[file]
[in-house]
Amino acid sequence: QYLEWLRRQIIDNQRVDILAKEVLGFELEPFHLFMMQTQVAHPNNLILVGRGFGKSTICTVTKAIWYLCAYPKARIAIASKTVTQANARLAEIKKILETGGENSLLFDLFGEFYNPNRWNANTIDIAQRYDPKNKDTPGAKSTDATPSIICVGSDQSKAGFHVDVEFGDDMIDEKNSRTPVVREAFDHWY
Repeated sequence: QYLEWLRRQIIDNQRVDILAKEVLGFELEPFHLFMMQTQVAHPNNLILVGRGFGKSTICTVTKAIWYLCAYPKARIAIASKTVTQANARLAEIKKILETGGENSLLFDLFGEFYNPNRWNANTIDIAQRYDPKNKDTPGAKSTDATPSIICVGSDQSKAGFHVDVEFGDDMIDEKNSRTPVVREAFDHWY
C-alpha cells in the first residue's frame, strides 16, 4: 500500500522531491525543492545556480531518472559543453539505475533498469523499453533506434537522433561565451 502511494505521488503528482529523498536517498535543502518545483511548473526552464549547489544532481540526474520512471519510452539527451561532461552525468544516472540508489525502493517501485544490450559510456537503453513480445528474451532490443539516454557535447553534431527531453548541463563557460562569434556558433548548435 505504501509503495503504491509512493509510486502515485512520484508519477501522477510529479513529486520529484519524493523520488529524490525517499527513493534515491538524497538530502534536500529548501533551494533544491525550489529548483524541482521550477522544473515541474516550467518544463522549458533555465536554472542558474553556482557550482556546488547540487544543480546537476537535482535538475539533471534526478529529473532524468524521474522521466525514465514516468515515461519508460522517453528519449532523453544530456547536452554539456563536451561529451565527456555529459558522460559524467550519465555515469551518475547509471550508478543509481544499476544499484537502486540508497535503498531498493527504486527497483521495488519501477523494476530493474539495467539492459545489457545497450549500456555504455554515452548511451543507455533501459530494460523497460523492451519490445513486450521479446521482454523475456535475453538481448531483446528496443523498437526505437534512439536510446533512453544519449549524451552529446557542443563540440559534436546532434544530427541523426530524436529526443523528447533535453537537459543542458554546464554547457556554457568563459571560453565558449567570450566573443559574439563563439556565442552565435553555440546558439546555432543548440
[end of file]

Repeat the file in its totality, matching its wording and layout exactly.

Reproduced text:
[in-house]
Amino acid sequence: QYLEWLRRQIIDNQRVDILAKEVLGFELEPFHLFMMQTQVAHPNNLILVGRGFGKSTICTVTKAIWYLCAYPKARIAIASKTVTQANARLAEIKKILETGGENSLLFDLFGEFYNPNRWNANTIDIAQRYDPKNKDTPGAKSTDATPSIICVGSDQSKAGFHVDVEFGDDMIDEKNSRTPVVREAFDHWY
Repeated sequence: QYLEWLRRQIIDNQRVDILAKEVLGFELEPFHLFMMQTQVAHPNNLILVGRGFGKSTICTVTKAIWYLCAYPKARIAIASKTVTQANARLAEIKKILETGGENSLLFDLFGEFYNPNRWNANTIDIAQRYDPKNKDTPGAKSTDATPSIICVGSDQSKAGFHVDVEFGDDMIDEKNSRTPVVREAFDHWY
C-alpha cells in the first residue's frame, strides 16, 4: 500500500522531491525543492545556480531518472559543453539505475533498469523499453533506434537522433561565451 502511494505521488503528482529523498536517498535543502518545483511548473526552464549547489544532481540526474520512471519510452539527451561532461552525468544516472540508489525502493517501485544490450559510456537503453513480445528474451532490443539516454557535447553534431527531453548541463563557460562569434556558433548548435 505504501509503495503504491509512493509510486502515485512520484508519477501522477510529479513529486520529484519524493523520488529524490525517499527513493534515491538524497538530502534536500529548501533551494533544491525550489529548483524541482521550477522544473515541474516550467518544463522549458533555465536554472542558474553556482557550482556546488547540487544543480546537476537535482535538475539533471534526478529529473532524468524521474522521466525514465514516468515515461519508460522517453528519449532523453544530456547536452554539456563536451561529451565527456555529459558522460559524467550519465555515469551518475547509471550508478543509481544499476544499484537502486540508497535503498531498493527504486527497483521495488519501477523494476530493474539495467539492459545489457545497450549500456555504455554515452548511451543507455533501459530494460523497460523492451519490445513486450521479446521482454523475456535475453538481448531483446528496443523498437526505437534512439536510446533512453544519449549524451552529446557542443563540440559534436546532434544530427541523426530524436529526443523528447533535453537537459543542458554546464554547457556554457568563459571560453565558449567570450566573443559574439563563439556565442552565435553555440546558439546555432543548440